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Mother-daughter in Mumbai rescuing stray dogs since lockdown

Mumbai girl Kahani Kaintura and her mother have been rescuing stray dogs in the city ever since the Covid-19 pandemic induced lockdown happened two years ago. Why did they suddenly start feeding and rescuing stray dogs?
Sharing her story, Kahani told The CSR Journal, “I and my mom started this around two years ago in April-May, during the lockdown. We started feeding two-three stray dogs which used to loiter outside our building. We also got them sterilized. Initially, we thought it is an easy task to feed them every day. Then we started observing the dogs in the locality and discovered that most of them are scared of humans. Also, most of the dogs were starving and not sterilized, which is a huge problem. We found that there are almost two-three pregnant dogs in every lane. So, we started sterilizing them from our own pocket.”
Kahani’s father stays in their hometown Dehradun in Uttarakhand, where he runs a business, while her mother is a homemaker. Kahani stays with her younger brother and mother in Charkop, Kandivali. The 20-year-old, who has just completed her graduation, runs an online thrift store selling sustainable fashion and recycled clothes.

The journey began during lockdown

What inspired the youngster to start rescuing street dogs and taking care of them? Kahani recalled, “When I first adopted my dog, a 4-year-old Pomeranian in February 2020, I instantly developed an emotional attachment with her. After knowing her story, how she was abused and beaten by her previous owner, I was really shocked. During the lockdown later that year, I started reading everywhere that we should feed strays which are starving and dying. So, I decided that I want to contribute as much as I can in my limited capacity. Before this, I had no idea that stray dogs suffer so much. That’s how we began. I feed over 45 dogs daily now.”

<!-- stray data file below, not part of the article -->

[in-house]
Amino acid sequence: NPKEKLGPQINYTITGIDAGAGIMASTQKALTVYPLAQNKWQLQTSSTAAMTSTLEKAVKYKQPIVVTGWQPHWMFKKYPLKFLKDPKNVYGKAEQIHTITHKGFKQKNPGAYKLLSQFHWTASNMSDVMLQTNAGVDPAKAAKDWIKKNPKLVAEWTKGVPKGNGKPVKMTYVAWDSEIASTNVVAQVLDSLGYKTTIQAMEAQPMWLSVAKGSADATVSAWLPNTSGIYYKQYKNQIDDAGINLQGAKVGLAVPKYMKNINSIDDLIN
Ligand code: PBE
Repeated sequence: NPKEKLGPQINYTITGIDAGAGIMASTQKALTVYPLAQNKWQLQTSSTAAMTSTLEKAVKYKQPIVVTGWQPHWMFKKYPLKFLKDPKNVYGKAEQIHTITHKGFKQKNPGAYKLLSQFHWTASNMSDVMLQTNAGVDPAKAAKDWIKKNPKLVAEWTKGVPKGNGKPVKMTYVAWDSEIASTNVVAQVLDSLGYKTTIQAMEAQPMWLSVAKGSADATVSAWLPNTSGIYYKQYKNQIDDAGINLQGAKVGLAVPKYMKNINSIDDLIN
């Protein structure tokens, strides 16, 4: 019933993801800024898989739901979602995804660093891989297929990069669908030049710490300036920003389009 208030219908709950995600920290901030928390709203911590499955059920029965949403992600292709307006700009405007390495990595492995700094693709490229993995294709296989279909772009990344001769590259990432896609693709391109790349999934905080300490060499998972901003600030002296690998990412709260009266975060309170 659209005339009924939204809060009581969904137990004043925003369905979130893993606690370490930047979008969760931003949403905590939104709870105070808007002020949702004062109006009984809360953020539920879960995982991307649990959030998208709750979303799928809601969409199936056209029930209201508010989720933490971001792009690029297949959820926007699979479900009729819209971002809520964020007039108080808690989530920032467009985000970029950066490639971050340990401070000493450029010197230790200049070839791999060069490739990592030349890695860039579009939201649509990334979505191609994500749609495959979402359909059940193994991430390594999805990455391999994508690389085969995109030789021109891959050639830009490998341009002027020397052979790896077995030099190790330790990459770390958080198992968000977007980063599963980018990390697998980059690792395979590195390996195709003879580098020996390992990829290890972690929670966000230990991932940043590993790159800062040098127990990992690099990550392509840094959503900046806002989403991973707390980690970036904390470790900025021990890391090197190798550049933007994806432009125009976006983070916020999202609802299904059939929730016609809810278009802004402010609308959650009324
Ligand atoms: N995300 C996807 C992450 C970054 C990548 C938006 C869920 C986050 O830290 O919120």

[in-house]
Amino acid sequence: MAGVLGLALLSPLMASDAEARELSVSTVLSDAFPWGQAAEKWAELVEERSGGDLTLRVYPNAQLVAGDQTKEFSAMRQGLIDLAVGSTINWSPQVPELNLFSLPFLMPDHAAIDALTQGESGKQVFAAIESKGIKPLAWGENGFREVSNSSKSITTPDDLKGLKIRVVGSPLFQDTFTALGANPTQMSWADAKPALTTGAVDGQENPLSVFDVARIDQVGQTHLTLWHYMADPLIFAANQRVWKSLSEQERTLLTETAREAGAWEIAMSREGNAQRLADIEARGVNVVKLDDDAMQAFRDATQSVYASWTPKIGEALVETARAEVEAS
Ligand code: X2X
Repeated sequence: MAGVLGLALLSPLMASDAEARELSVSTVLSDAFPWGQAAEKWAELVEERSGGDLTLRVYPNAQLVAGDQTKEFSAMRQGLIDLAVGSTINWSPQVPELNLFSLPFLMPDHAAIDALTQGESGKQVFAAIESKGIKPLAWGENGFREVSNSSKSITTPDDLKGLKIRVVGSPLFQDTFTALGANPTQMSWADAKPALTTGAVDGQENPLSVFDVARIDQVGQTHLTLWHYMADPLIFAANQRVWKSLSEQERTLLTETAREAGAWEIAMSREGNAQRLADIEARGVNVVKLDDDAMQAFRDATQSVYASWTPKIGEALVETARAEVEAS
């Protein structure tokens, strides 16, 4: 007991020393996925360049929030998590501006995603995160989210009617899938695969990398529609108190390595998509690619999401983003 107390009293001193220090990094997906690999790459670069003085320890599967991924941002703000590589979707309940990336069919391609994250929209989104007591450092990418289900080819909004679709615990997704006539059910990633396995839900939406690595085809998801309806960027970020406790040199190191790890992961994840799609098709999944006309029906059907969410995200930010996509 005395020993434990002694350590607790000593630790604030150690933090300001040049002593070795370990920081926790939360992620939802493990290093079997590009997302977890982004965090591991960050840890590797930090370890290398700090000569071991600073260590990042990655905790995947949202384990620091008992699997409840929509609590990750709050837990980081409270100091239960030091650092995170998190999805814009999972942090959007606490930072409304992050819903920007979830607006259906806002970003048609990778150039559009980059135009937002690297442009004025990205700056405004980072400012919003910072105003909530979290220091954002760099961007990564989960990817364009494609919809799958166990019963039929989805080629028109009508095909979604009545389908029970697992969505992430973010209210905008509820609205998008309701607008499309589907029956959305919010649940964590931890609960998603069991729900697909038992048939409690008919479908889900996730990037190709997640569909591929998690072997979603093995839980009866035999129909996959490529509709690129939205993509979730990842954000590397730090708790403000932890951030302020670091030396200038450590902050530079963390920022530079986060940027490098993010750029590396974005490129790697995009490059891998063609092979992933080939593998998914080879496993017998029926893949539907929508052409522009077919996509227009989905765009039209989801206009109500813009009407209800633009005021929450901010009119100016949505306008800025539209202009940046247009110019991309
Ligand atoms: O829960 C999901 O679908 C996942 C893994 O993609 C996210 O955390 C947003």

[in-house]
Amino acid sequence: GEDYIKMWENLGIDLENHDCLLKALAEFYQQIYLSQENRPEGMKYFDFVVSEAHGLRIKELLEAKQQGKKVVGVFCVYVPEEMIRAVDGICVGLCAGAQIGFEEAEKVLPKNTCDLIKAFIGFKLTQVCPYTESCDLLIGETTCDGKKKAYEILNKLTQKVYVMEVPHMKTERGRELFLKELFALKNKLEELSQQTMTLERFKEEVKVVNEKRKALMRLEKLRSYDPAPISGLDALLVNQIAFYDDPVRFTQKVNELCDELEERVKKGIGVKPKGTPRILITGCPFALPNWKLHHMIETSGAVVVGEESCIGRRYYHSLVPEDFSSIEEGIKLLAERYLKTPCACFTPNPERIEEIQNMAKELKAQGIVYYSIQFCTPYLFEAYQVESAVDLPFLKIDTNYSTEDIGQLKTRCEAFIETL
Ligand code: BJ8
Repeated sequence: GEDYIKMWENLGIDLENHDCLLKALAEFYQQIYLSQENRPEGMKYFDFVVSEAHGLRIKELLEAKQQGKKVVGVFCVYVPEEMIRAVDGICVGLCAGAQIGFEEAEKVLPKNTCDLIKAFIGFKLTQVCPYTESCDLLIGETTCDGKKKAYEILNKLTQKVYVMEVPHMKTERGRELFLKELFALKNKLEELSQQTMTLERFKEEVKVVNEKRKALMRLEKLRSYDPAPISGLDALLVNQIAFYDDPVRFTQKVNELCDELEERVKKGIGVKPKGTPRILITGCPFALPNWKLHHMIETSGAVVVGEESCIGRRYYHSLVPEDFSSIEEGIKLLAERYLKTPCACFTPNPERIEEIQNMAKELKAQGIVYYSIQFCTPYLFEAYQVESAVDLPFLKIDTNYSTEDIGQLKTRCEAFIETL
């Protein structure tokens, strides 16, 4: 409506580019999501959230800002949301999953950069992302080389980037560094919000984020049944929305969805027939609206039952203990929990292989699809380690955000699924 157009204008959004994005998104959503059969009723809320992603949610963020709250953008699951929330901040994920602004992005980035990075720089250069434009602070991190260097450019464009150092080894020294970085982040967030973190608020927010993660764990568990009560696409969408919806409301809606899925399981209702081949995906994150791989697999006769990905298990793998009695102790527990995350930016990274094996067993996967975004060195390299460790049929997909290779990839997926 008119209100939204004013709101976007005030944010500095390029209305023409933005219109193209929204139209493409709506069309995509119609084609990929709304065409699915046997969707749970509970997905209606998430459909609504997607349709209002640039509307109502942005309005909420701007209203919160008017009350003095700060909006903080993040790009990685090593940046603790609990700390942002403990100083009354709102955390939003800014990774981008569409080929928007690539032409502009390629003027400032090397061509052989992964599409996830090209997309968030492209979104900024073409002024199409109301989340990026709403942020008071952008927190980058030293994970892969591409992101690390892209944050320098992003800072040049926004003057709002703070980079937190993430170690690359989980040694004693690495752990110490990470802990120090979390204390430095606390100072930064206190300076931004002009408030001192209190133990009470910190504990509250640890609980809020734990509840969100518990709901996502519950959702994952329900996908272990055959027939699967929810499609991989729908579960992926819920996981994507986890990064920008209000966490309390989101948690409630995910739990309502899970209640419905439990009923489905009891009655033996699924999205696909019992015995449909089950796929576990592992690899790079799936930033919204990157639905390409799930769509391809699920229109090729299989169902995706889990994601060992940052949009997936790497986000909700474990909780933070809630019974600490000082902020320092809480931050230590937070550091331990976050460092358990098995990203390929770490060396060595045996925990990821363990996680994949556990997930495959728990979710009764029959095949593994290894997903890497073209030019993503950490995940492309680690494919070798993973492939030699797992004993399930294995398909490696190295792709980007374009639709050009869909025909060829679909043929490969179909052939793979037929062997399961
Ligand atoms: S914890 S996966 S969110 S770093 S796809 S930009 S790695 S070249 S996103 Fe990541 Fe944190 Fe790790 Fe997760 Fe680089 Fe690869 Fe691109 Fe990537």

Kahani posing with her pet on her birthday

Biggest support

Kahani revealed that her mother Kiran Kaintura has been her biggest support. “When I started rescuing stray puppies and bringing them home, mom never asked me why you are bringing them. Instead, her mindset has been like good that you brought them home or else where will they go. My mother is the most emotional person I have ever seen. Initially, she was a little uncomfortable with dogs but she gradually grew fond of them. When mom learnt about how my Pomeranian was abused and beaten by its previous owner, she became very emotional. Now mom gets attached to every dog we rescue,” Kahani informed with a smile.

Feeding over 45 stray dogs daily

“We feed 45-50 stray dogs daily at night. Sometimes we give them dog food, but mostly we feed them with rice and chicken cooked at home. We cook 7-8 kg of rice and 4-5 kg of chicken daily. I pack the food in my scooty and take it to the roads to feed the stray dogs, while my mother feeds around 10 strays in our locality,” she revealed.

Rescuing stray dogs and getting them adopted

“At one time there were 21 dogs in our home including adults and puppies. Currently, we have five dogs, the rest of them have been adopted. One of them is a Pomeranian, while the other four are Indie dogs. We feed dogs, sterilize them and take care of them until they are adopted. I have gotten 115 dogs adopted in the past two years, all of which were rescued by me. We make sure the owners are kind and nice to the dog they are adopting and we follow all adoption formalities. Recently, I sent a dog to Pune for adoption. Now we have three pregnant cats, who have come on their own,” Kahani shared.